The CFPB, particularly following President Obama’s reelection, promises to be an active and significant regulator of a broad range of companies, including many nonbank entities that have not previously been subject to ongoing federal supervision. The pace and scope of its activities will undoubtedly increase in the coming year. Regulated entities can now consult a growing body of enforcement precedent, rulemaking and guidance that flesh out the CFPB’s priorities, procedures and techniques. As discussed above, the three settled enforcement actions to date have not only resulted in very large fines and restitution, but also highlight the agency’s emphasis on adequate customer disclosure, particularly in the call center context; its focus on effective firm-wide compliance systems; and the importance of supervising third-party vendors. Bank and non-bank firms that offer consumer financial services or products would be well-advised to keep abreast of the CFPB’s activities and guidance in 2013.
 12 U.S.C.A. § 5511 (emphasis added).
 § 5481(5), (15); Federal Register / Vol. 76, No. 125 / Wednesday, June 29, 2011.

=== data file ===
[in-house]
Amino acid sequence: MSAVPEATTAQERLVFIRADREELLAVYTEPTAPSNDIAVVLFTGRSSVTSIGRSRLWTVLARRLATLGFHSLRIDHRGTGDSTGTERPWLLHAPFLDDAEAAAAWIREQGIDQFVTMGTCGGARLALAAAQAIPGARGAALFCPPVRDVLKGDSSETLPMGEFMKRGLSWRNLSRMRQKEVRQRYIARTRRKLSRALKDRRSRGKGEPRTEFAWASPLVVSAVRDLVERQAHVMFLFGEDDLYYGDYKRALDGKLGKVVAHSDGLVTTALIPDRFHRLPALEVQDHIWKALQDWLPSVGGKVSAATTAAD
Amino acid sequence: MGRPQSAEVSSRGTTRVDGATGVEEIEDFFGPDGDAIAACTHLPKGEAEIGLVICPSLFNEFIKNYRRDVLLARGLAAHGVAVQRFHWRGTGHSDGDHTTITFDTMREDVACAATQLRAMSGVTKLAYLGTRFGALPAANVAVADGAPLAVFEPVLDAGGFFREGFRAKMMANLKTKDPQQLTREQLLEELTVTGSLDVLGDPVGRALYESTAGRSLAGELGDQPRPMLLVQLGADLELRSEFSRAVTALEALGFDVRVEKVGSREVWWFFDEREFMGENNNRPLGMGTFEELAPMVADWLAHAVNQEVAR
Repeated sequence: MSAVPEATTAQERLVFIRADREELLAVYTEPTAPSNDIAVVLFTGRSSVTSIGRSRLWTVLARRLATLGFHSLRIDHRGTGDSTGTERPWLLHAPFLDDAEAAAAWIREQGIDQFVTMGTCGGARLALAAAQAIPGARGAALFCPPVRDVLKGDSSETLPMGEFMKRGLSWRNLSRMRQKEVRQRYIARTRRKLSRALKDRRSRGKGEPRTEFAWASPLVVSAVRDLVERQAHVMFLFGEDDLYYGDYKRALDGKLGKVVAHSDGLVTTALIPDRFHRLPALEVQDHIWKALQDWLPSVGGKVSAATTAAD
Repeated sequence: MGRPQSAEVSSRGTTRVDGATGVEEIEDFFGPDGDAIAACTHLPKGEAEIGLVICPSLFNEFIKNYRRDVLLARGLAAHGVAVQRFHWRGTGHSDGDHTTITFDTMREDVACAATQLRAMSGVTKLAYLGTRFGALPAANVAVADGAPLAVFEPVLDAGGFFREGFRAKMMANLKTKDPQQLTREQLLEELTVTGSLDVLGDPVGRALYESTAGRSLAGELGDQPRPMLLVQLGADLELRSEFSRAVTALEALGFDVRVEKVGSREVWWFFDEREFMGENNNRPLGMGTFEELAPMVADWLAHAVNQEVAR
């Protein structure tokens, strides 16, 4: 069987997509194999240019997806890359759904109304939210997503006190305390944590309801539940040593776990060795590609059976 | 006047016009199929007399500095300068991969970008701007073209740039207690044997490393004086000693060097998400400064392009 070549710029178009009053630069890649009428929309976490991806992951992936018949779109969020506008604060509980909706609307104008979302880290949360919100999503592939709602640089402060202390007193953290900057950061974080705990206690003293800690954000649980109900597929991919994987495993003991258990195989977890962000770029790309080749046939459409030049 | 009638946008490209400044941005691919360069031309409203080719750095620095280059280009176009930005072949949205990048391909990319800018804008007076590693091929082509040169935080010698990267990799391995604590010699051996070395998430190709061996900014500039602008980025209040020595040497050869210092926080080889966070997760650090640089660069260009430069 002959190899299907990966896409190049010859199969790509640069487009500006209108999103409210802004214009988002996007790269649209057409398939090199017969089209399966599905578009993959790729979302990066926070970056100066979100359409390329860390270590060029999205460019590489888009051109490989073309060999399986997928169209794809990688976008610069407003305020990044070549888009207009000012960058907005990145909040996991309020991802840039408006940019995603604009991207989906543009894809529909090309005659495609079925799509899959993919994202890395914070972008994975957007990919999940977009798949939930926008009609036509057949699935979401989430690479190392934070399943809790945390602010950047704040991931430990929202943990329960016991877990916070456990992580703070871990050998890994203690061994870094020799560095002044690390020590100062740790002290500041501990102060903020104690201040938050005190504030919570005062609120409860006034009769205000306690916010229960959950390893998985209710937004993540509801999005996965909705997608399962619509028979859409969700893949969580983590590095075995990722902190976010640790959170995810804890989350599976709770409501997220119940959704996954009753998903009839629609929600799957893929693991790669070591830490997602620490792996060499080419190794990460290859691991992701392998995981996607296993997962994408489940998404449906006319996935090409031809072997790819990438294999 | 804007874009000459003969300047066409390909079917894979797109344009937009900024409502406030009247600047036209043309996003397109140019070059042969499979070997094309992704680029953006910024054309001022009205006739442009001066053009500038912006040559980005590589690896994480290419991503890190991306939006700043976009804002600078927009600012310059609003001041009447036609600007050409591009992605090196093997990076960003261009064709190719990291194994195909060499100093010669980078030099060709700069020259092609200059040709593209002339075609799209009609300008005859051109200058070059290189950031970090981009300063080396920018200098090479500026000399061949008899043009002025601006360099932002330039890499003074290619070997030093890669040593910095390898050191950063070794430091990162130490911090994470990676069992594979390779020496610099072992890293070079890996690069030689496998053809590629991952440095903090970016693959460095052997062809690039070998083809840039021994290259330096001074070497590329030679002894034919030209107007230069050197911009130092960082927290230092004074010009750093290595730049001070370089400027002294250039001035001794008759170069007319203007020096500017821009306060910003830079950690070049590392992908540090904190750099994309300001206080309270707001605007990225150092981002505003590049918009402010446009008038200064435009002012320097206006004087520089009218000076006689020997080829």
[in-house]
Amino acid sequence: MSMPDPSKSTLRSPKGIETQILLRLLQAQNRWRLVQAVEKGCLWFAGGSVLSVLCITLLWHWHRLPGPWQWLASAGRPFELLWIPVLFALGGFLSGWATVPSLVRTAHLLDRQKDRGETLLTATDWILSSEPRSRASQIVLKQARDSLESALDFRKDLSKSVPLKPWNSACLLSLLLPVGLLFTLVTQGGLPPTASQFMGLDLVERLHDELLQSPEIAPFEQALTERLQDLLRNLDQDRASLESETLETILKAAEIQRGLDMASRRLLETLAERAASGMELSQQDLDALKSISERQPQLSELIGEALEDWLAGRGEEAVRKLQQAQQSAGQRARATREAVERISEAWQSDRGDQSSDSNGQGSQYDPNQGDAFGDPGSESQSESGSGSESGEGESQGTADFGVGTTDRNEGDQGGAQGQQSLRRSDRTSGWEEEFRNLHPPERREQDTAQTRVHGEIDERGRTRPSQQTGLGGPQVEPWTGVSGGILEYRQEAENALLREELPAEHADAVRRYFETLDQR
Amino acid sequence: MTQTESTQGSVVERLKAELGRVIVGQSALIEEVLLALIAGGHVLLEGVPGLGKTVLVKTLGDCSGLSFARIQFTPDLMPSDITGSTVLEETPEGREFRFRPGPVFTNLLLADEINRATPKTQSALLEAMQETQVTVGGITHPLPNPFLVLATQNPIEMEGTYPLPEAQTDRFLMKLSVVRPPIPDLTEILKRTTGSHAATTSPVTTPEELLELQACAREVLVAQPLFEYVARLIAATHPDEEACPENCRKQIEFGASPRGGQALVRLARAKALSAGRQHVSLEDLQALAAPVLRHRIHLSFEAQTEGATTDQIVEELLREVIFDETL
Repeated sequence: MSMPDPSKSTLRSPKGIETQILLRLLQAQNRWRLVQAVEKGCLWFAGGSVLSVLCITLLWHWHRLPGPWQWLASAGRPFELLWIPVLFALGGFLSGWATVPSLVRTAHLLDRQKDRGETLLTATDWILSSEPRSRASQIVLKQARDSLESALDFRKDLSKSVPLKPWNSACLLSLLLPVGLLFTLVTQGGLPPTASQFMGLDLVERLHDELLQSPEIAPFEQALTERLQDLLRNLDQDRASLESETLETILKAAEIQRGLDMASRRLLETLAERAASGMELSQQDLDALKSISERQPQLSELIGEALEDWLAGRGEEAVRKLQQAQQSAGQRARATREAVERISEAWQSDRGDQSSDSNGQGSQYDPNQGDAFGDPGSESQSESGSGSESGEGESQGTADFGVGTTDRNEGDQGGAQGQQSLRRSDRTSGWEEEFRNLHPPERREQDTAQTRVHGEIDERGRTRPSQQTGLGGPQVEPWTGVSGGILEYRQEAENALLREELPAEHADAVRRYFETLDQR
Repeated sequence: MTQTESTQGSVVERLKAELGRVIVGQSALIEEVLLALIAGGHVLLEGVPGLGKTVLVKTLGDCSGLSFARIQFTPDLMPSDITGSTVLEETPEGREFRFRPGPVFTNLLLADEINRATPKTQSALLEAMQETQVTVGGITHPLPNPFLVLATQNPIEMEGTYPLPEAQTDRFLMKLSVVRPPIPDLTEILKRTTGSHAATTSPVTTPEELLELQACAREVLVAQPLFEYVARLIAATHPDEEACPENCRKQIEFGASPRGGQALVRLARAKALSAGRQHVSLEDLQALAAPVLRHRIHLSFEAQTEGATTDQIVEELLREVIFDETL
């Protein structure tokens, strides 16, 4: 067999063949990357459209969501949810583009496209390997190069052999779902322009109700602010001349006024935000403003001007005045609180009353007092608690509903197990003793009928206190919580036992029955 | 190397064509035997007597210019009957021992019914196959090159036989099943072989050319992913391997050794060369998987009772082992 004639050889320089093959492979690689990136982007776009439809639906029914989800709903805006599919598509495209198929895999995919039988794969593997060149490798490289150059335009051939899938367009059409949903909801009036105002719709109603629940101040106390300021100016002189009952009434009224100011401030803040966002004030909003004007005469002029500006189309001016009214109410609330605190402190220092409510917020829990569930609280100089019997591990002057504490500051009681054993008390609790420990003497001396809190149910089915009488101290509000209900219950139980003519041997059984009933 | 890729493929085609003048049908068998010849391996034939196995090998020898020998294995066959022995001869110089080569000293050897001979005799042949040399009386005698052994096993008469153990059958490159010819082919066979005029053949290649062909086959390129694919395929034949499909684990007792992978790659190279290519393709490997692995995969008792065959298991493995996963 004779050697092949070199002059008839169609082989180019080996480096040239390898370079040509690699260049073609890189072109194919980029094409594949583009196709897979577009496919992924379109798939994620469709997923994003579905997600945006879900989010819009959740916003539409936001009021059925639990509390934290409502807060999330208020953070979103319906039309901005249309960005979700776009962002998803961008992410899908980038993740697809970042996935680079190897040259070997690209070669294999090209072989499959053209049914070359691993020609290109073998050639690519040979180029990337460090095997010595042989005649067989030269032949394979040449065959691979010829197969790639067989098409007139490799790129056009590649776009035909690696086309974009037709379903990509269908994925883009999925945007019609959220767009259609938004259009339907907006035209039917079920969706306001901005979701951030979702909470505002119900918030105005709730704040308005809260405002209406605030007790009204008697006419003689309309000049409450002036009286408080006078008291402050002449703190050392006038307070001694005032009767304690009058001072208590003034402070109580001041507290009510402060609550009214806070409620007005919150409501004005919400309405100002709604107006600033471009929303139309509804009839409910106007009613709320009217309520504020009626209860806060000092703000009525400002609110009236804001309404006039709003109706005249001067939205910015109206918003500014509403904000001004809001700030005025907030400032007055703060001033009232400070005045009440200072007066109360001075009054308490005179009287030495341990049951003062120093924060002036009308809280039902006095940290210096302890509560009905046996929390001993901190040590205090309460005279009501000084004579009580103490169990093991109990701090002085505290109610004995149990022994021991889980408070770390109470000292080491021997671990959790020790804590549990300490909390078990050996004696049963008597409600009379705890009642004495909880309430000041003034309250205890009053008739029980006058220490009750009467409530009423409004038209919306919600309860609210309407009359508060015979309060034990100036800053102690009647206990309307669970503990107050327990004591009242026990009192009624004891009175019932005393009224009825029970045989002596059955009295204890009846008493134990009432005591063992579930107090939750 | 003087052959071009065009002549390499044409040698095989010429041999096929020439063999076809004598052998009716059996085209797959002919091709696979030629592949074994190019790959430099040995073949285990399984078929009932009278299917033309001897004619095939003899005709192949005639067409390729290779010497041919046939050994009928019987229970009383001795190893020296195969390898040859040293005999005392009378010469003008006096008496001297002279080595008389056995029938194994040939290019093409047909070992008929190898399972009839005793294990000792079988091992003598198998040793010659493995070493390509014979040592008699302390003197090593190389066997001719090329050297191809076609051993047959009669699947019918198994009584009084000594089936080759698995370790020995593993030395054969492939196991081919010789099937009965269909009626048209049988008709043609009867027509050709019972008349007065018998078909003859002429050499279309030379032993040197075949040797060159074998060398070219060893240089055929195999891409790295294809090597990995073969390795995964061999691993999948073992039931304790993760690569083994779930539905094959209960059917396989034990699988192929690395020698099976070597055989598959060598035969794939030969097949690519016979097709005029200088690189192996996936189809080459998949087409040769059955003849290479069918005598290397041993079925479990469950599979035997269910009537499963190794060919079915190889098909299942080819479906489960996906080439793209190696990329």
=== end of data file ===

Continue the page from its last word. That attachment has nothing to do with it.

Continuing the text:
§ 5481(12), (14). Responsibility for administering these laws was generally transferred to the CFPB from other federal agencies on July 21, 2011, the one-year anniversary of Dodd Frank’s enactment.
 §§ 5531, 5536. The term “abusive” is new to the regulatory lexicon, raising concerns that hitherto accepted practices could be targeted for enforcement. Indeed, Director Cordray acknowledged in testimony before the House Oversight Committee on January 24, 2012, that the term is “a little bit of a puzzle because it is a new term,” and that it “is going to have to be a fact and circumstances issue; it is not something we are likely to be able to define in the abstract.” The Act does, however, attempt to provide guidance concerning the terms “abusive” and “unfair”. § 5531.